The Connection between Knowing God and Our Own Works

The Apostle Peter also builds a connection between our own works and the revelation of Christ: rest your hope fully upon the grace that is to be brought to you at the revelation of Jesus Christ; as obedient children, not conforming yourselves to the former lusts , as in your ignorance; but as He who called you is holy, you also be holy in all your conduct . Since you have purified your souls in obeying the truth through the Spirit in sincere love of the brethren, love one another fervently with a pure heart, having been born again, not of corruptible seed but incorruptible, through the word of God which lives and abides forever. Here, St. Peter brings up the corruptible/incorruptible theme, which in context, when taking both his epistles together, is referring to the life in Christ, the process of uniting ourselves to him, which ultimately is knowing God. And again, we see St. Athanasius making the connection between our own works and participation in God, and like the apostle, us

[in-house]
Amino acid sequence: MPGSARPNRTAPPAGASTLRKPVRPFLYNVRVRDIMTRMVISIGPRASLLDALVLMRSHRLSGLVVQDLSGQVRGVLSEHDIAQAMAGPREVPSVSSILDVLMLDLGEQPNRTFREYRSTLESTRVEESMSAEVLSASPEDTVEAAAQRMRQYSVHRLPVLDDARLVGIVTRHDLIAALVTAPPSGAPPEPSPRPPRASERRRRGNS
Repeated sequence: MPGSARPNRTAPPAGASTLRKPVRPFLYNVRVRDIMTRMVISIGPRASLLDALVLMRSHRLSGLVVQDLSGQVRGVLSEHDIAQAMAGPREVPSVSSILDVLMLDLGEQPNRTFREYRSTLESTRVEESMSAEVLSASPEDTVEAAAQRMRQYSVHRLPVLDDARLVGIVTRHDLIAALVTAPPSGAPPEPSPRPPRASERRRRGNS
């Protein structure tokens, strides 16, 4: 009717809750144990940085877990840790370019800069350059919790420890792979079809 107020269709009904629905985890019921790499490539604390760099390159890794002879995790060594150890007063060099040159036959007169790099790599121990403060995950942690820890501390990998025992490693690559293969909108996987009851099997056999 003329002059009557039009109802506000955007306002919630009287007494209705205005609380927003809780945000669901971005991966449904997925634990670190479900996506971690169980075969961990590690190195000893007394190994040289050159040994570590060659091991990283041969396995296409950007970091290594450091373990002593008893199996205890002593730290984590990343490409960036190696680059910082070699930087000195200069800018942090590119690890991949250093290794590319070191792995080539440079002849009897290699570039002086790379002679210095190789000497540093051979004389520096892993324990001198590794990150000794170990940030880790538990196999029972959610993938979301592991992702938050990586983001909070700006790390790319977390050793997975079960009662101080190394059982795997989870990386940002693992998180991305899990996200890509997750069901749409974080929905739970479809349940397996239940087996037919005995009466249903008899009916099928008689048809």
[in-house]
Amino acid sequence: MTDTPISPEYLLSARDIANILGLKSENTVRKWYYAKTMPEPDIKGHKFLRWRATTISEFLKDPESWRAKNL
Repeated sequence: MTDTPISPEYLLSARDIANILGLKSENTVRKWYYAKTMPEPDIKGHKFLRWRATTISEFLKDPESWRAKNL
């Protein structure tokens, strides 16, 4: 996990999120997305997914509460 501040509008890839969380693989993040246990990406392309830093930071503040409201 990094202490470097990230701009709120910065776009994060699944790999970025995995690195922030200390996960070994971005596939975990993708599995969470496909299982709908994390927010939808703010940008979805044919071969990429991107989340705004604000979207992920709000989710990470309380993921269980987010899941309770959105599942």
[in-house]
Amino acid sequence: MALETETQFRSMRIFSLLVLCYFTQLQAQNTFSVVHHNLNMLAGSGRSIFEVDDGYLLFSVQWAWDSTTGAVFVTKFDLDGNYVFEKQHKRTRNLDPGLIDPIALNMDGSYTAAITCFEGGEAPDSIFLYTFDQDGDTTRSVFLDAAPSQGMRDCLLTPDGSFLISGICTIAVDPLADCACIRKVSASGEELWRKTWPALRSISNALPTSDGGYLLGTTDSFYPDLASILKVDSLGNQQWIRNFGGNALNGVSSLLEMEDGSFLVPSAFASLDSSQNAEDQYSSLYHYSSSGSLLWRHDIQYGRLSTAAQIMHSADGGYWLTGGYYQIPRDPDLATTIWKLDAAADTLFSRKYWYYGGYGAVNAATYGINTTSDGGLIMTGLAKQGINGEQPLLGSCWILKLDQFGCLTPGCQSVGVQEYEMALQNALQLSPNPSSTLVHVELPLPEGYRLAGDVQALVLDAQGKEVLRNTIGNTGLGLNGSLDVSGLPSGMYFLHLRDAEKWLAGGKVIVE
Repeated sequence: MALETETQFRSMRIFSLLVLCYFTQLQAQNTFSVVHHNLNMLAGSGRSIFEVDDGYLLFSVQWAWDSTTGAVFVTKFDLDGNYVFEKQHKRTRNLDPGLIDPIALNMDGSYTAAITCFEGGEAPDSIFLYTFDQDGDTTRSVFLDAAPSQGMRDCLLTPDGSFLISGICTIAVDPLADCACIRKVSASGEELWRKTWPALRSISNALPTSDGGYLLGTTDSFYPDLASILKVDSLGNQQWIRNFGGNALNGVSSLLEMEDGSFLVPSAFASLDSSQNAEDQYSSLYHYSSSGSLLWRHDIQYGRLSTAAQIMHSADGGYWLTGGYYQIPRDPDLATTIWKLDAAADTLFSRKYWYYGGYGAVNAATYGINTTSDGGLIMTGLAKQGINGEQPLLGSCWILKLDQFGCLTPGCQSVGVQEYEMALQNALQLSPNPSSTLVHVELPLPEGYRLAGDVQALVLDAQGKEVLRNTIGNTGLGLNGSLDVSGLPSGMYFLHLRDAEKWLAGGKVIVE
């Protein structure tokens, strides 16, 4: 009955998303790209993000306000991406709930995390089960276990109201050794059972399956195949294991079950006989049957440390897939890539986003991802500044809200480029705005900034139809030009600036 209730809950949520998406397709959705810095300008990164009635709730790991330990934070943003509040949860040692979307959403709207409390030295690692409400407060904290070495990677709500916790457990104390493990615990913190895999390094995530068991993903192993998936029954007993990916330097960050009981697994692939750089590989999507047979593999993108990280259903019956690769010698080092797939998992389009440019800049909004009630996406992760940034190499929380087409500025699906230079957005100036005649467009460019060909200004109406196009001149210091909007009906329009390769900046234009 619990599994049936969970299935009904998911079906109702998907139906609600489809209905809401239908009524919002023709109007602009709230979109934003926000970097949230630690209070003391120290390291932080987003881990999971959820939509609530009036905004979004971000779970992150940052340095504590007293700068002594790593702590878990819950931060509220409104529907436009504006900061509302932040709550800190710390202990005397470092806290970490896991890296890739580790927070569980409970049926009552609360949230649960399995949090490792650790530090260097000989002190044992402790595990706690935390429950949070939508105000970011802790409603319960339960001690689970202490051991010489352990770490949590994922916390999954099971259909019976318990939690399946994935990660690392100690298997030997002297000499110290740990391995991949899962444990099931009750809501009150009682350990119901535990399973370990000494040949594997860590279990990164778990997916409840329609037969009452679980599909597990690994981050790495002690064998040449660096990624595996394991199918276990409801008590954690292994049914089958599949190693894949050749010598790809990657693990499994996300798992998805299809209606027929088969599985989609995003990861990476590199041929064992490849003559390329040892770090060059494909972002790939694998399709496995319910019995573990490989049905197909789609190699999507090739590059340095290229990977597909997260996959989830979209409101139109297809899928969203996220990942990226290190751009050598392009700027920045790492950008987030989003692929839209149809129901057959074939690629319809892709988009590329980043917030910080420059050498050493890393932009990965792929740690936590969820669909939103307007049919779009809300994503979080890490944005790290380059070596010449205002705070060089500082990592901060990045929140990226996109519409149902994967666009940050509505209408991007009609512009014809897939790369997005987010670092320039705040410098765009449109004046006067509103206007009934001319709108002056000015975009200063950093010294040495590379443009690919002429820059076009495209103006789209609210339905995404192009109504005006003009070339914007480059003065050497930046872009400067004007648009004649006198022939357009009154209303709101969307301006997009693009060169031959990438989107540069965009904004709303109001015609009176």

But How Do We Come to Know God? Works.

In reading all these responses to specific theological problems, we all too easily lose our way trying to understand how much of God we will know and how the whole process works. St. Gregory the Theologian brings us back to the right path: “What God is in nature and essence, ... In my opinion it will be discovered when that within us which is godlike and divine, I mean our mind (νοῦν) and reason (λόγον), shall have mingled with its Like, and the image shall have ascended to the Archetype, of which it has now the desire.” In other words, he is saying, ‘I think we will find that out some day’. However, immediately following those words, he warns that this way of thinking, “as it seems to me, is altogether philosophical speculation ” (Καὶ τοῦτο εἶναί μοι δοκεῖ τὸ πάνυ φιλοσοφούμενον, ἐπιγνώσεσθαί ποτε ἡμᾶς, ὅςον ἐγνώσμευα). The Cappadocians, when speaking affirmatively of the life in Christ and knowing him, see no disconnection in their teaching from that of the Gospels, the Apostles, or